Wednesday, April 05, 2006

A tale of two countries (MTU, EWJ, ITF, FXI)

I’m referring to Japan and China. Japan is in a confirmed uptrend as it comes out of the “triple water fall” (see Don Coxe’s book linked to on the left) after the collapse of its own bubble in early 90’s. I probably should have taken a position earlier, although I’m happy with the way I employed my capital elsewhere. Given that it will probably be a decade before Japan’s aging demographics slows its productivity, now is still not too late to take a position. The obvious choice would have been an index ETF such as EWJ or ITF; however, this being where I’m supposed to demonstrate some stock-picking ability, I’m setting my sights on MTU (Mitsubishi – UFJ financial). A product of several mega-mergers, it’s one of the biggest, if not the biggest bank in the world. It’s thematic to use the banking sector for a leveraged exposure to a certain country – you may not like the bankers, but you have to respect their ability to make money. The point is well proven by the following chart on MTU, EWJ and ITF.

That said, I’m not rushing out to buy yet. It’s extended, gapped up and over the top of the Bollinger Band. I have a low-ball limit order in for several hundred shares as I believe any pull-backs are buyable.

Unlike the Dickensian contrast between London and Paris, the other country, China, is equally in an uptrend. FXI (iShares FTSE/Xinhua 25 index) remains my preferred vehicle here. I have given a big picture overview here. My second purchase was not as well timed as the break-out took place far above the 50 dma. But the uptrend is strong enough that minor inaccuracies in timing are inconsequential. As mentioned before, I pay a great deal of attention to the Shanghai Stock Exchange Composite as a pulse of the Chinese economy, however imperfect its system is. SSEC made a 16-month high by taking out the 1328.5 level two days ago which portends much higher levels in my view. The Shanghai stock exchange is not a model of capitalistic freedom: it has daily up and down limits on individual stocks. While this limitation hampers the market’s price discovery mechanism, it also prolongs any trend in place. I would consider adding here if I had more funds at disposal. FXI is extended right now, so it’s probably best to wait for a pull-back.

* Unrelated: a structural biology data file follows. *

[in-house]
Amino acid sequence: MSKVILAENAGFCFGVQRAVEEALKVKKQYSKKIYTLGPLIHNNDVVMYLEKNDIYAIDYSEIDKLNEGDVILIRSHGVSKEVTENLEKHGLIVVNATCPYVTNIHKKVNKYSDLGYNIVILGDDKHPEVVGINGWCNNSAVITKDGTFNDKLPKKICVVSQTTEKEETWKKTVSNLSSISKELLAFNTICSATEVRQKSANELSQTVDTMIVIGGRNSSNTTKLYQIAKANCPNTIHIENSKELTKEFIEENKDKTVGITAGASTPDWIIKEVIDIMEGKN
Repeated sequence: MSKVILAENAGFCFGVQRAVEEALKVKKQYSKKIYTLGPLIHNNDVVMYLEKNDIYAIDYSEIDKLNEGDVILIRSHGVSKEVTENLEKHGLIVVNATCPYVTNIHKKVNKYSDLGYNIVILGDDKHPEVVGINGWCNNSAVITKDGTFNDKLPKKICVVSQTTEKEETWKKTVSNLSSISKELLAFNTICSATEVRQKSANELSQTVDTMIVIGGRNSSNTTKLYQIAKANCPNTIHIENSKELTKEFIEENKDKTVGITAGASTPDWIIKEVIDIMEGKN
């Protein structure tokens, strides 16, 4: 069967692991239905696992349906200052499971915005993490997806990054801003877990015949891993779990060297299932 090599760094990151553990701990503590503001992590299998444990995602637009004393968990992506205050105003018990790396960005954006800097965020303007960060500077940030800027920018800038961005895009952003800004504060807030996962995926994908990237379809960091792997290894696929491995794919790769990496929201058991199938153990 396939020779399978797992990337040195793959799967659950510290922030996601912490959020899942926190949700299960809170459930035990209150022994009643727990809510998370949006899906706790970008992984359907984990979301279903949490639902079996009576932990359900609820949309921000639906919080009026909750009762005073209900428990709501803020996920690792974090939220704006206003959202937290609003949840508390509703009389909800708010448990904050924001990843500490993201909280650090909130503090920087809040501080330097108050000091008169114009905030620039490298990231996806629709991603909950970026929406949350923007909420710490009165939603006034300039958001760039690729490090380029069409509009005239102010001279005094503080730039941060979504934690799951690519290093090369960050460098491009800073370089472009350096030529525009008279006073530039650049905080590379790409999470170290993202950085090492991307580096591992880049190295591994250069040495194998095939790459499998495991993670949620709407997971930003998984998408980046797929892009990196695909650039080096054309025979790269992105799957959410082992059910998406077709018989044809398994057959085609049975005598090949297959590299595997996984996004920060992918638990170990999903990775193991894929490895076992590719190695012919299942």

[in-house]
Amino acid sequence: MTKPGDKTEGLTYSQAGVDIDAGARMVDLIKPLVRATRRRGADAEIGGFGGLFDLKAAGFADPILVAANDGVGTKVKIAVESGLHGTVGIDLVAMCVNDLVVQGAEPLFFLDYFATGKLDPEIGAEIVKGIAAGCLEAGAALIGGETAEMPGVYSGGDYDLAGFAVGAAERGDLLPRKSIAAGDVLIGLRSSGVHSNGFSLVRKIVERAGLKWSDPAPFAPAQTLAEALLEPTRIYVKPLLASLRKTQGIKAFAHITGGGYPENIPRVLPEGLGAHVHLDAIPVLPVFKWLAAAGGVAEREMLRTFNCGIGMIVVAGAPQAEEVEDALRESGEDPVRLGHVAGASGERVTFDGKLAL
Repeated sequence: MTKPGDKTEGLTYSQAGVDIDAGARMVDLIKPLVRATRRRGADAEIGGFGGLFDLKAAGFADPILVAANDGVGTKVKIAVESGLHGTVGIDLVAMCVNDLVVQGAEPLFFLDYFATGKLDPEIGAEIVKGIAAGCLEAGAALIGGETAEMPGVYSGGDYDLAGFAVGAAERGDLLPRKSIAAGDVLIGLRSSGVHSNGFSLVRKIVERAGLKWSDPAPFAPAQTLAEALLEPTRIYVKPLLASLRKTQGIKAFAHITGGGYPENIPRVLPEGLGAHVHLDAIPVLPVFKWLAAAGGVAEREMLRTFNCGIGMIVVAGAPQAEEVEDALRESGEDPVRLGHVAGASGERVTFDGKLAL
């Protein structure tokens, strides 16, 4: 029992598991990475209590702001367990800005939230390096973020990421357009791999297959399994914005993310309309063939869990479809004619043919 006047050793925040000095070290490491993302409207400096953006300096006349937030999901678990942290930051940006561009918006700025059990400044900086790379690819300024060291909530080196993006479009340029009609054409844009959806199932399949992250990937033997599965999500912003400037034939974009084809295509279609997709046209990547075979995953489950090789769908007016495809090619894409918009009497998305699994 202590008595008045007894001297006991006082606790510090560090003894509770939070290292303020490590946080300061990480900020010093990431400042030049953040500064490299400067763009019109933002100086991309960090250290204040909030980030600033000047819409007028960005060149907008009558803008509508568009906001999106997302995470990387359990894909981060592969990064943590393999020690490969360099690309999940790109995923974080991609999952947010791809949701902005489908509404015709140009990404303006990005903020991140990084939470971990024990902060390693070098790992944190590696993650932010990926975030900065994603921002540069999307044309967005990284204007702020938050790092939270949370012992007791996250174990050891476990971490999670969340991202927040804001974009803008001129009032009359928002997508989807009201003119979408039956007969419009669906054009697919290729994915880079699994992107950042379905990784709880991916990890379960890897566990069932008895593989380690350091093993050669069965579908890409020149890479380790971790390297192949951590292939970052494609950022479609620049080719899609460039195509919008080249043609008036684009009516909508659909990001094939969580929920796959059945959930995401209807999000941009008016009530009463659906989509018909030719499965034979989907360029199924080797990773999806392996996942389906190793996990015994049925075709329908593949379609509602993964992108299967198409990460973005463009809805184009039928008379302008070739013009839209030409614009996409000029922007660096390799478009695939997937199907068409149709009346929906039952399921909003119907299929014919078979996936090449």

What we are seeing now is Japan and the rest of Asia on the upswing, so are most European markets, the upheaval in France notwithstanding. Does this bode well for the US or does it free up the Fed’s hands to keep tightening, knowing full well that a global synchronized recession is less likely? Will it be a case of “the best of times, and the worst of times”?

None of the above is intended as investment advice. I have disclosed buy and sell decisions in the past, but there is no guarantee I will continue to do so in the future. While the above information is believed to be accurate, mistakes can and do occur. The responsibility for any investment decisions you make are yours and yours alone.